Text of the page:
Epic Games is one step closer to creating a metaverse ecosystem with the launch of new playable modes in the past week, including ‘Lego Fortnite.’ The survival game has already made a big impact, seeing 2.5 million concurrent players this past Saturday following its launch on December 7th.
In the game, players can team up with up to seven other users to build shelters, farm food, and battle NPC enemies like werewolves and skeletons. To put the number of concurrent players in context, the 2.5 million is higher than any game on rival Steam except for PlayerUnknown’s Battlegrounds, which peaked at 3 million concurrent players in 2018.
Lego Fornite is rated E10+, which may make it appealing to kids who are a little too young for Fortnite’s Battle Royale mode. Battle Royale is PVP and based off defeating other human opponents. Many see Lego Fortnite as a competitor to Minecraft, the popular children’s game which has a similar survival component.
In addition, the experience points that players gain in Lego Fortnite roll over to the ecosystem’s Battle Pass, which grants access to skins and other cosmetics that you can add to your character. That makes it an alternative route to leveling up, supporting other aspects of the Fortnite ecosystem.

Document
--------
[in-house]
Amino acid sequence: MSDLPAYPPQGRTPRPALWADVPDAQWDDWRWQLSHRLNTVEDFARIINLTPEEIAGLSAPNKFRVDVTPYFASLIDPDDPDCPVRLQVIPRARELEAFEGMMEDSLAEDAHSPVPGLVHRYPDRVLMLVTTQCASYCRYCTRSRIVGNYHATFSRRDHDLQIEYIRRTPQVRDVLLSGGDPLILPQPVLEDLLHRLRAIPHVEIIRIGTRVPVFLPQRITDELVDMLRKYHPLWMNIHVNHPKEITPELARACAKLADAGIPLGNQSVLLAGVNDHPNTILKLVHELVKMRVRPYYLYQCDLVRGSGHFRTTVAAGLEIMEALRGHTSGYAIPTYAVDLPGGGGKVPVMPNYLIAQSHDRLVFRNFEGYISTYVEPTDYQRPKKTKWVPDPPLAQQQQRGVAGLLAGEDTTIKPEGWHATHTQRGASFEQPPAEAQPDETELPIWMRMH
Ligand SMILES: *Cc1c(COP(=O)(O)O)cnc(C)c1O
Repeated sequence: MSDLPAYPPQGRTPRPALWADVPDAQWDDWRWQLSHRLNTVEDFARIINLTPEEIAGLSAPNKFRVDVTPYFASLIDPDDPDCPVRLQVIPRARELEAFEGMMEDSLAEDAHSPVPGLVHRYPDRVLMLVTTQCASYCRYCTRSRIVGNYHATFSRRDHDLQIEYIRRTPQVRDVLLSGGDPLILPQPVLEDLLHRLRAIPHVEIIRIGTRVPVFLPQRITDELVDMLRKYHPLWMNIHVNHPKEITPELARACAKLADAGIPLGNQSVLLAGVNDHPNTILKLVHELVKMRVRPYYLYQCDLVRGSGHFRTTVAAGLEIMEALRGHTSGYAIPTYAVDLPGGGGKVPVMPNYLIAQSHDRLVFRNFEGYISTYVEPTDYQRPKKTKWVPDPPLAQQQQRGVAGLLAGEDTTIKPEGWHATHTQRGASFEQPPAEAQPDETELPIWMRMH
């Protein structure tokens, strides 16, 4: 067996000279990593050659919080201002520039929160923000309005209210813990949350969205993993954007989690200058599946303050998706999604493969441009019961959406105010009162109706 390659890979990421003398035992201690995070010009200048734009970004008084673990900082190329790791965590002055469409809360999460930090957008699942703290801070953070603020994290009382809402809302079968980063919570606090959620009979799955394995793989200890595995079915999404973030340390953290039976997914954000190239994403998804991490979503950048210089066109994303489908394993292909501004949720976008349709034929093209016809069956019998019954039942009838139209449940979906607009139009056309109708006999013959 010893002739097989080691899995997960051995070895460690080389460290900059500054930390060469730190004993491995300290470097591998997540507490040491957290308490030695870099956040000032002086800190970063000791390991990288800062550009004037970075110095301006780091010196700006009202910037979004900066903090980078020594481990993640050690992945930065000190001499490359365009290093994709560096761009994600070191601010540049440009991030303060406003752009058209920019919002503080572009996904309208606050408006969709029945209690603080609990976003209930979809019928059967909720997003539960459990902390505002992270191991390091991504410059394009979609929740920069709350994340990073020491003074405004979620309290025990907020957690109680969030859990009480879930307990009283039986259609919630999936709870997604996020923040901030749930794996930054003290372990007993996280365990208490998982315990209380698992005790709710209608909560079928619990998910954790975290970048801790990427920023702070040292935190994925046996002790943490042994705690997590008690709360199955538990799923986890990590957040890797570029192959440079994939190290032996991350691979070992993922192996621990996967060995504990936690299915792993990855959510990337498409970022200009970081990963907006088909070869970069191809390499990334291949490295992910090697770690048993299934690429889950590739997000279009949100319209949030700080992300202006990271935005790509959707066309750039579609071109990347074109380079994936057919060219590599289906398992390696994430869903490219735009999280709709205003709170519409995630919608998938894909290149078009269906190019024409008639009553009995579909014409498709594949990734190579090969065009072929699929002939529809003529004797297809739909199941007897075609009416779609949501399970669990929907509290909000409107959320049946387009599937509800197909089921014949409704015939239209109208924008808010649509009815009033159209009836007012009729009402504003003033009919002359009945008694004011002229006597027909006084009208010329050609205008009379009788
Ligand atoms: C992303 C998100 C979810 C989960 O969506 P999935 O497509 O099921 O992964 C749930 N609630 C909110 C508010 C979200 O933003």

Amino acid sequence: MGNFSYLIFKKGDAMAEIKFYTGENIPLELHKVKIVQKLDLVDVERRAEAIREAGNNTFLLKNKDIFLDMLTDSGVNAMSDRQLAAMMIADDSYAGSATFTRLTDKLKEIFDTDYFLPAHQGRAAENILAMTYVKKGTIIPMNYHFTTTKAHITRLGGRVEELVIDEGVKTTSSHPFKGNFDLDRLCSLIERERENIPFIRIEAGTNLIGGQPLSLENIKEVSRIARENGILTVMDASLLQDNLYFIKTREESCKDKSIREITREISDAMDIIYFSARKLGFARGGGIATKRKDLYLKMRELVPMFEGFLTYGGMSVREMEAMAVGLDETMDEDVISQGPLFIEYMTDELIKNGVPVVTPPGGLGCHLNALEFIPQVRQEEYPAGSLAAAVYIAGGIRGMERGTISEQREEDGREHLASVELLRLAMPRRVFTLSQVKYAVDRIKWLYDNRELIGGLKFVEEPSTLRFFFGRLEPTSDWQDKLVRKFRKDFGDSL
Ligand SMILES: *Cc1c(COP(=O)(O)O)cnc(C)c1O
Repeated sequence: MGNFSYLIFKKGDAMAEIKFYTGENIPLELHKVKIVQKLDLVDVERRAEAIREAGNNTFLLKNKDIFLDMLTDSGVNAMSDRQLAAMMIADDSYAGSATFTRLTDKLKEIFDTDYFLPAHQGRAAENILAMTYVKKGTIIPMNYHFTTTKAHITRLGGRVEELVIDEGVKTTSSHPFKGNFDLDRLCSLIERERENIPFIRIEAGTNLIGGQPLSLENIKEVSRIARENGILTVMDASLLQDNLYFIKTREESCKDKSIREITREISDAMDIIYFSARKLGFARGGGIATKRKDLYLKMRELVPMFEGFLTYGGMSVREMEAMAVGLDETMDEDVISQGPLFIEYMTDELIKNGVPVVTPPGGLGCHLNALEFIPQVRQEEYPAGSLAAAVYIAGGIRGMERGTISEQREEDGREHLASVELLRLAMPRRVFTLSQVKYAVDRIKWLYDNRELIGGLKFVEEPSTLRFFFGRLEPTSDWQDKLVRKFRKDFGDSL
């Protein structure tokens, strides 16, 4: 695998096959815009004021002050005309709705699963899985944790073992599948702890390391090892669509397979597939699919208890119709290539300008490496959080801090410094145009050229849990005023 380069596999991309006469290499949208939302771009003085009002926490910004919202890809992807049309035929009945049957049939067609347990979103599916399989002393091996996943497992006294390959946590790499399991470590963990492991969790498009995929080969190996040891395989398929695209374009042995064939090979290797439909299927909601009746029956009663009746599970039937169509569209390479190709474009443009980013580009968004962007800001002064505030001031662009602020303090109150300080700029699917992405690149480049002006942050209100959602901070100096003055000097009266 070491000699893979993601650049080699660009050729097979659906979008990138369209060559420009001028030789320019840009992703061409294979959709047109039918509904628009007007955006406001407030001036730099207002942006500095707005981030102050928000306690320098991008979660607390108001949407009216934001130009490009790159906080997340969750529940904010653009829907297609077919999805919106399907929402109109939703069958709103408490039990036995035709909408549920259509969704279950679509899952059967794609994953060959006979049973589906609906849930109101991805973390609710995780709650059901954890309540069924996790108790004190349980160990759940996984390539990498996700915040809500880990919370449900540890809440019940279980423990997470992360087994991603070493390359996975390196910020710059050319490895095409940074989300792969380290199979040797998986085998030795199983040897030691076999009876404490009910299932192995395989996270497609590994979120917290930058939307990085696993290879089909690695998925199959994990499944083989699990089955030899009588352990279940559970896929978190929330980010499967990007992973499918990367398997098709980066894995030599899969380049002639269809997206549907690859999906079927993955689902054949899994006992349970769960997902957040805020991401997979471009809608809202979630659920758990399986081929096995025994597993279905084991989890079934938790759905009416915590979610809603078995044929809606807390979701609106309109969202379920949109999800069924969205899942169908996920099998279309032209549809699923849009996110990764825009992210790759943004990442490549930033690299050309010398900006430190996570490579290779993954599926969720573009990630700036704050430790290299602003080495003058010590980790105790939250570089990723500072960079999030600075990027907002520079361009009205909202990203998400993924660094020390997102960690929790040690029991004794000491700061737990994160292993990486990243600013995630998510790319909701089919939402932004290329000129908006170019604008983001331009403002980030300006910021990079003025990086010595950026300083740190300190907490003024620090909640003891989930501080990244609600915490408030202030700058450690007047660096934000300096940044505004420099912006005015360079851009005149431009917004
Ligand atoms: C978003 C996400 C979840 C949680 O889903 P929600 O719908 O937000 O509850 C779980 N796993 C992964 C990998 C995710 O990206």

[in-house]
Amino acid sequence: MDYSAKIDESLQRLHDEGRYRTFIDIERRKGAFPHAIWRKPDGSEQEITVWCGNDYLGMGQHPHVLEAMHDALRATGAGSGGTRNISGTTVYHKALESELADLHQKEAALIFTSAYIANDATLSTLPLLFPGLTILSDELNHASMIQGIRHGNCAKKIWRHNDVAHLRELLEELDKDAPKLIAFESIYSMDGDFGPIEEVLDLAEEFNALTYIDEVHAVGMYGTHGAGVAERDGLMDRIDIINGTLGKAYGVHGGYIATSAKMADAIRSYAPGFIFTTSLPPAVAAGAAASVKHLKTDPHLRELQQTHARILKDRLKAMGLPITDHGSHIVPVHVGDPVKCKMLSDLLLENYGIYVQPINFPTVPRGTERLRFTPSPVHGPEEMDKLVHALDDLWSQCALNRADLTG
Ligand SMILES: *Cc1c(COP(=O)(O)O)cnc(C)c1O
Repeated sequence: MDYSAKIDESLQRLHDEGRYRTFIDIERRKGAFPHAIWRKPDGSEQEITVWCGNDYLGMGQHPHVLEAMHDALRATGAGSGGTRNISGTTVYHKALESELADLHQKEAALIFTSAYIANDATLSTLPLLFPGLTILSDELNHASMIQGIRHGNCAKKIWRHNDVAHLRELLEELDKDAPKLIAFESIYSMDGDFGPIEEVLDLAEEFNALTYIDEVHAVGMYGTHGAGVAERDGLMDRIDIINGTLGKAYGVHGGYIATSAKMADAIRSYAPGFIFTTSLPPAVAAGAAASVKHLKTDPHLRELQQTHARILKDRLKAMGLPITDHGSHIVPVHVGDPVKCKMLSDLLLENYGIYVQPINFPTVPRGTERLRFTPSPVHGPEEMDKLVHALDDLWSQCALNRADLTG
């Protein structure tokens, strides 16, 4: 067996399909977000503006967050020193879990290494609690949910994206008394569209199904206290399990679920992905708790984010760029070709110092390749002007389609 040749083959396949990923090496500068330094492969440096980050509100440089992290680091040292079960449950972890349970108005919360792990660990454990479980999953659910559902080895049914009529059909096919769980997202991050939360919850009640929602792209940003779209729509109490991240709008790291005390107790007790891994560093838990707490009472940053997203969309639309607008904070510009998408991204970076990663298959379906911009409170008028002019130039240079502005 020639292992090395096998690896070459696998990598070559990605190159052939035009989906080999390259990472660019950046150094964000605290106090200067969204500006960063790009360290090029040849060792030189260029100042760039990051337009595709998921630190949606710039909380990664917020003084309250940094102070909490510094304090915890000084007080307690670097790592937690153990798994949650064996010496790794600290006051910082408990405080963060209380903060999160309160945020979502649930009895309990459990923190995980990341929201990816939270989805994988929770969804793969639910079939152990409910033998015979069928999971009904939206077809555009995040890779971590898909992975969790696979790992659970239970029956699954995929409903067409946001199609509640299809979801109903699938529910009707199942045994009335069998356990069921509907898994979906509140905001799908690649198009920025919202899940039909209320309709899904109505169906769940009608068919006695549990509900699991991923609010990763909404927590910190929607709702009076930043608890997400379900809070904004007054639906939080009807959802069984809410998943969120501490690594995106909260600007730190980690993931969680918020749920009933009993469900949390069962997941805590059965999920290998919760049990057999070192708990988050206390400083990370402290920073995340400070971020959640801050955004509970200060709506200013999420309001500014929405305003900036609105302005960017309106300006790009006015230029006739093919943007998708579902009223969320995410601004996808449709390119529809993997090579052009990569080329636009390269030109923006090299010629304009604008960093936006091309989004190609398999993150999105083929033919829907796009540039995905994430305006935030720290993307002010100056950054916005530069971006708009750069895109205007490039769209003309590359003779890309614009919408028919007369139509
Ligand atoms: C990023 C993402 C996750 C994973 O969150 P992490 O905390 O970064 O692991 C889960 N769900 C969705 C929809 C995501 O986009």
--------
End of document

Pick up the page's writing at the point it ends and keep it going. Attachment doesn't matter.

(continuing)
The rollout of Lego Fortnite is the birth of a world that started with a partnership between the two companies in 2022. At the time, Epic Games said this new ‘metaverse’ would be a safe and positive place for kids of all ages, with the CEO of The Lego Group adding that digital experiences could help kids learn creativity, collaboration, and communication.
Epic Games: A New ‘Metaverse’ Ecosystem
While most of the headlines today are about Lego Fortnite, Epic Games has actually unveiled two other parts of the Fortnite ecosystem: an arcade racer called Rocket Racing and a rhythm game called Fortnite Festival. The goal seems clear: to build a metaverse with different gaming options in the Fortnite ecosystem.
Donald Mustard, the former Epic Games Chief Creative Officer, said as much on X two days ago, sharing a screenshot of a drawing from 2017 about what Fortnite could become, beyond the typical Battle Royale game:
There are now six gameplay modes in the Fortnite ecosystem, which players can toggle between, satisfying their gaming whims. As such, it appears that Fortnite has created what many have tried and mostly abandoned: an online virtual world with a collection of games that caters to millions of players every day.
Keep in mind it’s probably not the metaverse that Web3 advocates are hoping for: Items are not non-fungible tokens and cannot be taken out of the ecosystem; there is no indication that a blockchain is being used for transactions; and the world is not compatible with other worlds like Roblox. But it certainly has become one of the most popular closed virtual worlds around.
Time will tell if Fortnite continues to be successful, but its revamp this year has been nothing short of impressive. And that bodes well for metaverse enthusiasts, Web3-native or not.